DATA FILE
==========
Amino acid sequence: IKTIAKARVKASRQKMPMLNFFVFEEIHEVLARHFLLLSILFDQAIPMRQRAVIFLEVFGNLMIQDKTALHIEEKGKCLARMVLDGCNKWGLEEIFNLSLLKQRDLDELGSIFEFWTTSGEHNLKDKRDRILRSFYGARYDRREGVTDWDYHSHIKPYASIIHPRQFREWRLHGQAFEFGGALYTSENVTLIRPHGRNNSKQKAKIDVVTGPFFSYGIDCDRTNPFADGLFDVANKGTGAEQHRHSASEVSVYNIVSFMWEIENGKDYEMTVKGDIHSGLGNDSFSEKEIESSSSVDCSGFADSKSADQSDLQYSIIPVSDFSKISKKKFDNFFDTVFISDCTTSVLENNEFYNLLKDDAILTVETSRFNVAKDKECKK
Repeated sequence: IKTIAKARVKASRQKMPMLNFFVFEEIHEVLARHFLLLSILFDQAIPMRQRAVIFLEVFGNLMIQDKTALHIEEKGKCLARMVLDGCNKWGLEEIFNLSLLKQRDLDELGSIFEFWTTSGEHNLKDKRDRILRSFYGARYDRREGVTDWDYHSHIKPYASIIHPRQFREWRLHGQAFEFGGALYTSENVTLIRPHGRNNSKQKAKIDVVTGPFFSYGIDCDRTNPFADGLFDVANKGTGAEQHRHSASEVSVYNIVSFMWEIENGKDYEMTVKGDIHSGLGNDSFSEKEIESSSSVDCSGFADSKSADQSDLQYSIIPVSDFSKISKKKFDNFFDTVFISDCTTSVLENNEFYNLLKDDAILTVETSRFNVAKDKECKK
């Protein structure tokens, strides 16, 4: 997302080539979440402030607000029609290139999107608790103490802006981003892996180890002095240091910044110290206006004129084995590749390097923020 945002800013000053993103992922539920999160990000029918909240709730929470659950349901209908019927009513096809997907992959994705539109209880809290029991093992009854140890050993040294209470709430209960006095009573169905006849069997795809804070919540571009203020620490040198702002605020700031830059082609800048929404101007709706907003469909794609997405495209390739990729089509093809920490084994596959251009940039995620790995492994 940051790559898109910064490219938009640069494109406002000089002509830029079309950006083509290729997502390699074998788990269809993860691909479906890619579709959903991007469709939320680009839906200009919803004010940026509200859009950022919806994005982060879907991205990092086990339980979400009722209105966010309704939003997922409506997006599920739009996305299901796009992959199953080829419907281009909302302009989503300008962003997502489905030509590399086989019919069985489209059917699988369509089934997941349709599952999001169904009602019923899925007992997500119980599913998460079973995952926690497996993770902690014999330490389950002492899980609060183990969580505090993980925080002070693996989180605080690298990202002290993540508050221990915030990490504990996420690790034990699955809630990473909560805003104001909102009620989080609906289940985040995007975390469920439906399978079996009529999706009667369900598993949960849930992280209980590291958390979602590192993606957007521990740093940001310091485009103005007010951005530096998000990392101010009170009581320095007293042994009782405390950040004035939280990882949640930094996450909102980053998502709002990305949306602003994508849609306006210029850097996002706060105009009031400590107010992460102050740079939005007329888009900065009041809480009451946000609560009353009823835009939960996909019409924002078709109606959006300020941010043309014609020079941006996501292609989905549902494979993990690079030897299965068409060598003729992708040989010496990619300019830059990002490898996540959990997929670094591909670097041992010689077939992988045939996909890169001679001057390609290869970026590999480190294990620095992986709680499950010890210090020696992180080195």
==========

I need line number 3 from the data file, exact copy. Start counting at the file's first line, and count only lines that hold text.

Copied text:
């Protein structure tokens, strides 16, 4: 997302080539979440402030607000029609290139999107608790103490802006981003892996180890002095240091910044110290206006004129084995590749390097923020 945002800013000053993103992922539920999160990000029918909240709730929470659950349901209908019927009513096809997907992959994705539109209880809290029991093992009854140890050993040294209470709430209960006095009573169905006849069997795809804070919540571009203020620490040198702002605020700031830059082609800048929404101007709706907003469909794609997405495209390739990729089509093809920490084994596959251009940039995620790995492994 940051790559898109910064490219938009640069494109406002000089002509830029079309950006083509290729997502390699074998788990269809993860691909479906890619579709959903991007469709939320680009839906200009919803004010940026509200859009950022919806994005982060879907991205990092086990339980979400009722209105966010309704939003997922409506997006599920739009996305299901796009992959199953080829419907281009909302302009989503300008962003997502489905030509590399086989019919069985489209059917699988369509089934997941349709599952999001169904009602019923899925007992997500119980599913998460079973995952926690497996993770902690014999330490389950002492899980609060183990969580505090993980925080002070693996989180605080690298990202002290993540508050221990915030990490504990996420690790034990699955809630990473909560805003104001909102009620989080609906289940985040995007975390469920439906399978079996009529999706009667369900598993949960849930992280209980590291958390979602590192993606957007521990740093940001310091485009103005007010951005530096998000990392101010009170009581320095007293042994009782405390950040004035939280990882949640930094996450909102980053998502709002990305949306602003994508849609306006210029850097996002706060105009009031400590107010992460102050740079939005007329888009900065009041809480009451946000609560009353009823835009939960996909019409924002078709109606959006300020941010043309014609020079941006996501292609989905549902494979993990690079030897299965068409060598003729992708040989010496990619300019830059990002490898996540959990997929670094591909670097041992010689077939992988045939996909890169001679001057390609290869970026590999480190294990620095992986709680499950010890210090020696992180080195």